All 156 players in this week's British Open have a chance to hoist the champion's Claret Jug, but only one has a shot at completing a feat that has been accomplished by only six players in the history of golf.
That's Martin Kaymer, who's seeking to join legends Bobby Jones, Gene Sarazen, Ben Hogan, Lee Trevino, Tom Watson and Tiger Woods as the only players to win the U.S. Open and British Open in the same year.
Jack Nicklaus never did it, nor did Arnold Palmer, and in the last 80 years, it's been done only four times.
If Germany's Kaymer does manage the U.S.-Brit double, he will become the first non-American to sweep these two rigorous tests back-to-back a month apart. But don't hold your breath.
|Winners of the U.S. Open-British Open double|
|The Golf Majors Records and Yearbook|
What makes this double so rare? For starters, both of golf's marquee Opens strive to rank as the stiffest challenge on the golfing calendar year after year. Their predatory courses typically are filled with more potential disasters than an end-of-the-world movie, and one catastrophic hole can ambush anyone in the field.
At the U.S. Open, the governing USGA makes no apologies for fairways that are as slim as a supermodel's waist, nor for hole positions that might as well be on cliff edges.
Kaymer had to win his title last month on a Pinehurst No. 2 course that was cruelly remodeled with vast stretches of sand and rock. And does anything more need to be said about the difficulty of winning a U.S. Open than the fact Phil Mickelson has six second-place finishes but no championship?
But whoever survives atop the leaderboard at the U.S. Open immediately faces the task of doing it all again at the Brit. And it's the second half of the double that's the dream-crusher, as Kaymer likely will discover this week at Royal Liverpool.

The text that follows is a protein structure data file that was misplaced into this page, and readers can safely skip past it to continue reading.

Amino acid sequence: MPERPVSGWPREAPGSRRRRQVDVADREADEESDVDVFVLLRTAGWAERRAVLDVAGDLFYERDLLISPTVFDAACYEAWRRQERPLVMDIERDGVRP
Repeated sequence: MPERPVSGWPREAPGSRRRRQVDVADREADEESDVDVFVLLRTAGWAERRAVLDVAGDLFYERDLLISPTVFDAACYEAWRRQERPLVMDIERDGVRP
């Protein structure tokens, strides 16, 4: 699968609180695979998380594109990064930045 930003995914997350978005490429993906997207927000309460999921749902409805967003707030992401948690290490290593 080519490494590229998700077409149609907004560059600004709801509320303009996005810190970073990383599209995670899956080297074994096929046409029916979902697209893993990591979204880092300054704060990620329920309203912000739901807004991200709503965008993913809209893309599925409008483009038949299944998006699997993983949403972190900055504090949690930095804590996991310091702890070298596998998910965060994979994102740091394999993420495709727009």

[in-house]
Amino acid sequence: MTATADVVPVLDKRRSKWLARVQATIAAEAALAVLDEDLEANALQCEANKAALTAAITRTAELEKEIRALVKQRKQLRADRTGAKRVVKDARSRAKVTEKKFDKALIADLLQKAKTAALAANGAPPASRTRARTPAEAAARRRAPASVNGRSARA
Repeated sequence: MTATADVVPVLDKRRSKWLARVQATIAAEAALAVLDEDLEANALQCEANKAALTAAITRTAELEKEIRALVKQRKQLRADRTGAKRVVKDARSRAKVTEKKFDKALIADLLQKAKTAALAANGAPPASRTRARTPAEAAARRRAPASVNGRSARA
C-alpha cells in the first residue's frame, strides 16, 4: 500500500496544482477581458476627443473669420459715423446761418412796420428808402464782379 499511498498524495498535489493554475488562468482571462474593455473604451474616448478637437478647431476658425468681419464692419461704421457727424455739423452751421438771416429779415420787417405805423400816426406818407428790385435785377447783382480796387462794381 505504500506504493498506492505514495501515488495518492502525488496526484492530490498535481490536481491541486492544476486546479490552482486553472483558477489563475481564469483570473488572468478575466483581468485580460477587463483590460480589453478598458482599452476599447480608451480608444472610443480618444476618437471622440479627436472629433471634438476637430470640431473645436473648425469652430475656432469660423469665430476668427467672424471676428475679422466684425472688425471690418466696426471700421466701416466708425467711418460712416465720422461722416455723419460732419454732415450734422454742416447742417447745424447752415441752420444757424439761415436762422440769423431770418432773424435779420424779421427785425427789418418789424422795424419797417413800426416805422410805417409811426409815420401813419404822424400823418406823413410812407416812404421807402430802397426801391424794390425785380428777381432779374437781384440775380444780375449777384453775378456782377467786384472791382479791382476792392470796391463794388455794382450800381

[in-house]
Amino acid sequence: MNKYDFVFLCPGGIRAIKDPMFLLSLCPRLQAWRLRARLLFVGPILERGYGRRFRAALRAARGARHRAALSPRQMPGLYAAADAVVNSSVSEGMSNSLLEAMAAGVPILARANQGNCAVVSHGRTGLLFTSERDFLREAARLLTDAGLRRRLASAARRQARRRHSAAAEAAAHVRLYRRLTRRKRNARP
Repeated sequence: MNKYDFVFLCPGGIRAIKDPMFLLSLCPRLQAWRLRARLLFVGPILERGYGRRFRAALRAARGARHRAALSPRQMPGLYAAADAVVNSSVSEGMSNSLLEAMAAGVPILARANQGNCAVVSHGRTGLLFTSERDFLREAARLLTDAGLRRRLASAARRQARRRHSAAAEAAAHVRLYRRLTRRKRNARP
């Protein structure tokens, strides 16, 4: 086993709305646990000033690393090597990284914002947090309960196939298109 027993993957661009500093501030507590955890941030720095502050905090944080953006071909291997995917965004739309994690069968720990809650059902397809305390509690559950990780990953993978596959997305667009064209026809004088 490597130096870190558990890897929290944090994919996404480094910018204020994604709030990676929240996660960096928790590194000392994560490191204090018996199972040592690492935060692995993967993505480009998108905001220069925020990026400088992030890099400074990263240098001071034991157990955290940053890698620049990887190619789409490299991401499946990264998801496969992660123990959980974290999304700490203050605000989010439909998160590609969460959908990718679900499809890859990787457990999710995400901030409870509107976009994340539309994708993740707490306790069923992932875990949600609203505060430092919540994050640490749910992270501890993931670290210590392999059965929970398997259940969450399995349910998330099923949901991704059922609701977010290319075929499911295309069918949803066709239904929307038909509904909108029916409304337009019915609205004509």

The British Open traditionally is an exercise in golfing sadism, where it's considered a kindness if the rough is only knee-high.
Many of the courses in the British Open rotation are lined with "gorse," a tall rough that's really more like prickly shrubbery. Not only does it claim balls mercilessly, but it also slices and dices competitors who are forced to wander into it.
And it seems to beckon balls in its direction.
As Seve Ballesteros famously said at Royal Lytham and St. Annes in 1979, "I don't aim for the rough, it just goes there."
The Spaniard hit only nine fairways in four rounds at that British Open and made one incredible par while hitting out of a parking lot. But guess what? He won. So think about how much misery must have been suffered by the guys who finished at the back of the pack on a course that has more than 200 bunkers.
But the iffy aspects of the British Open don't end with the terrain. There's also the rain, especially the horizontal variety.
The joke that's heard often in the United Kingdom is that if you don't like the weather, just wait 30 minutes, and it will change. That gets a laugh from tourists, but not from golfers who get drenched with four hours of afternoon rain after watching the other half of the field play in morning calm.
That was the case for Woods in 2002 at Muirfield, when he not only was in pursuit of the U.S.-Brit double, but also the calendar Grand Slam. An afternoon storm that was a near monsoon erupted shortly after Woods began his third round and sent temperatures plunging into the 30s, winds gusting to 40 mph and scores skyrocketing.
Woods shot 81, which remains his worst round as a pro. After a birdie on No. 17, he bowed to the gallery, a humorous and magnanimous public confession that even the world's greatest golfer had been powerless in the face of angry British weather.